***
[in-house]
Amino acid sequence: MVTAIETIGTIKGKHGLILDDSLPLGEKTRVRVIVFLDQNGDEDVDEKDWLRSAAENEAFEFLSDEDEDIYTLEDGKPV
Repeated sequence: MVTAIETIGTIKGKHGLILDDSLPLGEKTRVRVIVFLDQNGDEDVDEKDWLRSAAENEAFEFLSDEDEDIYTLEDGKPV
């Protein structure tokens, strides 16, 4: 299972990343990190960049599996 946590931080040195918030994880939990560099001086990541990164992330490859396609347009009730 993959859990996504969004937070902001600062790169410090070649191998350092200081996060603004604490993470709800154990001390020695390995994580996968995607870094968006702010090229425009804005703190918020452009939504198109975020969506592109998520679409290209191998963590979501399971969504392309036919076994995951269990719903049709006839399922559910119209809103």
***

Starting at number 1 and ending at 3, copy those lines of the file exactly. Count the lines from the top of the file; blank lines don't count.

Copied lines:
[in-house]
Amino acid sequence: MVTAIETIGTIKGKHGLILDDSLPLGEKTRVRVIVFLDQNGDEDVDEKDWLRSAAENEAFEFLSDEDEDIYTLEDGKPV
Repeated sequence: MVTAIETIGTIKGKHGLILDDSLPLGEKTRVRVIVFLDQNGDEDVDEKDWLRSAAENEAFEFLSDEDEDIYTLEDGKPV